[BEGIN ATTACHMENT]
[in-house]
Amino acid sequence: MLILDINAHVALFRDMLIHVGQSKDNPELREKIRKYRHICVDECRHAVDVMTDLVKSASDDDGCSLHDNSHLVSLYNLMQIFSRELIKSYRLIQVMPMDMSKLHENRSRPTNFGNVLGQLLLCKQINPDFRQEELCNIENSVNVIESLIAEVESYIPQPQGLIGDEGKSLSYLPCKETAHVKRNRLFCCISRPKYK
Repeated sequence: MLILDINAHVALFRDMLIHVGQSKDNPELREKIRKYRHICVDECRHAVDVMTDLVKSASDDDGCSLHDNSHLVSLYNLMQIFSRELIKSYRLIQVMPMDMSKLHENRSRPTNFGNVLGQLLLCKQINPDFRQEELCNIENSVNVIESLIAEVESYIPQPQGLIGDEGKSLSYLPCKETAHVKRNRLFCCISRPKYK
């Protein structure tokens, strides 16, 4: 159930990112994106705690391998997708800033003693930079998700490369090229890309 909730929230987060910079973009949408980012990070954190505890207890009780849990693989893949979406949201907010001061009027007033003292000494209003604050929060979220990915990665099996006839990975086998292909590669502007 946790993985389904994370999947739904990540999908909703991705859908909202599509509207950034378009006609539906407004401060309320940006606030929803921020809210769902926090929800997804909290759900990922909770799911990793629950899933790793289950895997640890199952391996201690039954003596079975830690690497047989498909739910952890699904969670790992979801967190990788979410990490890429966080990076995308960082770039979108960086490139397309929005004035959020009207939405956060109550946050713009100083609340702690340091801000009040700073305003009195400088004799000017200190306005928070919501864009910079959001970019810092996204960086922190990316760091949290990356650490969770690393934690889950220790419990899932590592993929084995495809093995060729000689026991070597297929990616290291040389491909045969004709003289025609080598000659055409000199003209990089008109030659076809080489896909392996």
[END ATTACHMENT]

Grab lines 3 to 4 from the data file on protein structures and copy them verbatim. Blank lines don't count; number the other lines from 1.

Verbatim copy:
Repeated sequence: MLILDINAHVALFRDMLIHVGQSKDNPELREKIRKYRHICVDECRHAVDVMTDLVKSASDDDGCSLHDNSHLVSLYNLMQIFSRELIKSYRLIQVMPMDMSKLHENRSRPTNFGNVLGQLLLCKQINPDFRQEELCNIENSVNVIESLIAEVESYIPQPQGLIGDEGKSLSYLPCKETAHVKRNRLFCCISRPKYK
């Protein structure tokens, strides 16, 4: 159930990112994106705690391998997708800033003693930079998700490369090229890309 909730929230987060910079973009949408980012990070954190505890207890009780849990693989893949979406949201907010001061009027007033003292000494209003604050929060979220990915990665099996006839990975086998292909590669502007 946790993985389904994370999947739904990540999908909703991705859908909202599509509207950034378009006609539906407004401060309320940006606030929803921020809210769902926090929800997804909290759900990922909770799911990793629950899933790793289950895997640890199952391996201690039954003596079975830690690497047989498909739910952890699904969670790992979801967190990788979410990490890429966080990076995308960082770039979108960086490139397309929005004035959020009207939405956060109550946050713009100083609340702690340091801000009040700073305003009195400088004799000017200190306005928070919501864009910079959001970019810092996204960086922190990316760091949290990356650490969770690393934690889950220790419990899932590592993929084995495809093995060729000689026991070597297929990616290291040389491909045969004709003289025609080598000659055409000199003209990089008109030659076809080489896909392996």